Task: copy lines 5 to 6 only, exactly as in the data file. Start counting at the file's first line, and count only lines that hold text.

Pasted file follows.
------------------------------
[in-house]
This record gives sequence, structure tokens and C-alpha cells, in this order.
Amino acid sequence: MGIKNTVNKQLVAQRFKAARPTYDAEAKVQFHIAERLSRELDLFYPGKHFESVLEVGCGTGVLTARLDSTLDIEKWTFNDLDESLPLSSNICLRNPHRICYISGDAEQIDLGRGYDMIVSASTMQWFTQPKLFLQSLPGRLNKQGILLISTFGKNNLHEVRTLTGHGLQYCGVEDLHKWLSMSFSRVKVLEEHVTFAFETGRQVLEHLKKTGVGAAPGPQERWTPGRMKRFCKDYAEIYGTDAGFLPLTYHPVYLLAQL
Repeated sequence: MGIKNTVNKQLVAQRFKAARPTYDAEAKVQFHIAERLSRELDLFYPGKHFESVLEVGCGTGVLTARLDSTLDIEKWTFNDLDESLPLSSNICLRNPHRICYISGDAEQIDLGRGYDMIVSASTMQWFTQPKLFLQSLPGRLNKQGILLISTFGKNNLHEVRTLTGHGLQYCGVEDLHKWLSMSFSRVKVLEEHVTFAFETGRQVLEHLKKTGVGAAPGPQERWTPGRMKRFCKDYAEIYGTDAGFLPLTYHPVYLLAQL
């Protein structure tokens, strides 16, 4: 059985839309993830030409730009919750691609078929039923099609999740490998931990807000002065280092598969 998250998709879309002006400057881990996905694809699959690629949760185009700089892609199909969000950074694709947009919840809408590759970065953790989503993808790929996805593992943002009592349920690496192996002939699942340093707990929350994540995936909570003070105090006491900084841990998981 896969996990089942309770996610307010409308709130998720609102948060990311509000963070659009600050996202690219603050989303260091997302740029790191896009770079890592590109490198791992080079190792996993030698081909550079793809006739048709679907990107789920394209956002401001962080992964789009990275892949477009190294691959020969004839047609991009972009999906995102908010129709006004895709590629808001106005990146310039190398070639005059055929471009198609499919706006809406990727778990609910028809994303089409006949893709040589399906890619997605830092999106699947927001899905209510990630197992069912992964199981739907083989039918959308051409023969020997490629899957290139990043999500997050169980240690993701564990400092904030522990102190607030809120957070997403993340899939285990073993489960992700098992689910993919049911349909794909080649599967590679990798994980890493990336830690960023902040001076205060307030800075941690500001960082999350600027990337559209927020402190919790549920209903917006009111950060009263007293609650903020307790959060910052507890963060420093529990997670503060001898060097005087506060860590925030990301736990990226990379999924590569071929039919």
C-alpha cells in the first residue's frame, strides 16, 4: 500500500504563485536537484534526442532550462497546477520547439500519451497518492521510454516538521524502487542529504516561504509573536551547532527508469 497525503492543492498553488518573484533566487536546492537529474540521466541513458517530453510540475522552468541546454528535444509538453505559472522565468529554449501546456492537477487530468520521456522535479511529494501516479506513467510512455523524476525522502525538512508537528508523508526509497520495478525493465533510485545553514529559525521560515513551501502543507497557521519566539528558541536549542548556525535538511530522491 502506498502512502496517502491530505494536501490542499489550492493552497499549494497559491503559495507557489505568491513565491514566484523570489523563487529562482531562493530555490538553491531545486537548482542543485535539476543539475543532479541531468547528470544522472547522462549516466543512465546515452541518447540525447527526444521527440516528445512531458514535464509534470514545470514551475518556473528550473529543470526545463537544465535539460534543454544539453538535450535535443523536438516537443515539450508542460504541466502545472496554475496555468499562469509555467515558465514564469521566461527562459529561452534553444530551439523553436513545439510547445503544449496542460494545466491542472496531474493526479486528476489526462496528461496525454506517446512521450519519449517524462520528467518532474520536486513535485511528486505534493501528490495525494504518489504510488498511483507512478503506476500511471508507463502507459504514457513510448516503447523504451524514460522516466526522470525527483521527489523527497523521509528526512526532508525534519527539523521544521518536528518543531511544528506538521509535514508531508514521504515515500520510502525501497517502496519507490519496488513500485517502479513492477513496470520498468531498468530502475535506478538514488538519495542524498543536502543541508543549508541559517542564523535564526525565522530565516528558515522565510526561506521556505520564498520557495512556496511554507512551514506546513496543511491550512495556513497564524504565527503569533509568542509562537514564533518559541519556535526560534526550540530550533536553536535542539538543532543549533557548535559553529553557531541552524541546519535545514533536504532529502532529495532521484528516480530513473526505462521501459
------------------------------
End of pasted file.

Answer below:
């Protein structure tokens, strides 16, 4: 059985839309993830030409730009919750691609078929039923099609999740490998931990807000002065280092598969 998250998709879309002006400057881990996905694809699959690629949760185009700089892609199909969000950074694709947009919840809408590759970065953790989503993808790929996805593992943002009592349920690496192996002939699942340093707990929350994540995936909570003070105090006491900084841990998981 896969996990089942309770996610307010409308709130998720609102948060990311509000963070659009600050996202690219603050989303260091997302740029790191896009770079890592590109490198791992080079190792996993030698081909550079793809006739048709679907990107789920394209956002401001962080992964789009990275892949477009190294691959020969004839047609991009972009999906995102908010129709006004895709590629808001106005990146310039190398070639005059055929471009198609499919706006809406990727778990609910028809994303089409006949893709040589399906890619997605830092999106699947927001899905209510990630197992069912992964199981739907083989039918959308051409023969020997490629899957290139990043999500997050169980240690993701564990400092904030522990102190607030809120957070997403993340899939285990073993489960992700098992689910993919049911349909794909080649599967590679990798994980890493990336830690960023902040001076205060307030800075941690500001960082999350600027990337559209927020402190919790549920209903917006009111950060009263007293609650903020307790959060910052507890963060420093529990997670503060001898060097005087506060860590925030990301736990990226990379999924590569071929039919």
C-alpha cells in the first residue's frame, strides 16, 4: 500500500504563485536537484534526442532550462497546477520547439500519451497518492521510454516538521524502487542529504516561504509573536551547532527508469 497525503492543492498553488518573484533566487536546492537529474540521466541513458517530453510540475522552468541546454528535444509538453505559472522565468529554449501546456492537477487530468520521456522535479511529494501516479506513467510512455523524476525522502525538512508537528508523508526509497520495478525493465533510485545553514529559525521560515513551501502543507497557521519566539528558541536549542548556525535538511530522491 502506498502512502496517502491530505494536501490542499489550492493552497499549494497559491503559495507557489505568491513565491514566484523570489523563487529562482531562493530555490538553491531545486537548482542543485535539476543539475543532479541531468547528470544522472547522462549516466543512465546515452541518447540525447527526444521527440516528445512531458514535464509534470514545470514551475518556473528550473529543470526545463537544465535539460534543454544539453538535450535535443523536438516537443515539450508542460504541466502545472496554475496555468499562469509555467515558465514564469521566461527562459529561452534553444530551439523553436513545439510547445503544449496542460494545466491542472496531474493526479486528476489526462496528461496525454506517446512521450519519449517524462520528467518532474520536486513535485511528486505534493501528490495525494504518489504510488498511483507512478503506476500511471508507463502507459504514457513510448516503447523504451524514460522516466526522470525527483521527489523527497523521509528526512526532508525534519527539523521544521518536528518543531511544528506538521509535514508531508514521504515515500520510502525501497517502496519507490519496488513500485517502479513492477513496470520498468531498468530502475535506478538514488538519495542524498543536502543541508543549508541559517542564523535564526525565522530565516528558515522565510526561506521556505520564498520557495512556496511554507512551514506546513496543511491550512495556513497564524504565527503569533509568542509562537514564533518559541519556535526560534526550540530550533536553536535542539538543532543549533557548535559553529553557531541552524541546519535545514533536504532529502532529495532521484528516480530513473526505462521501459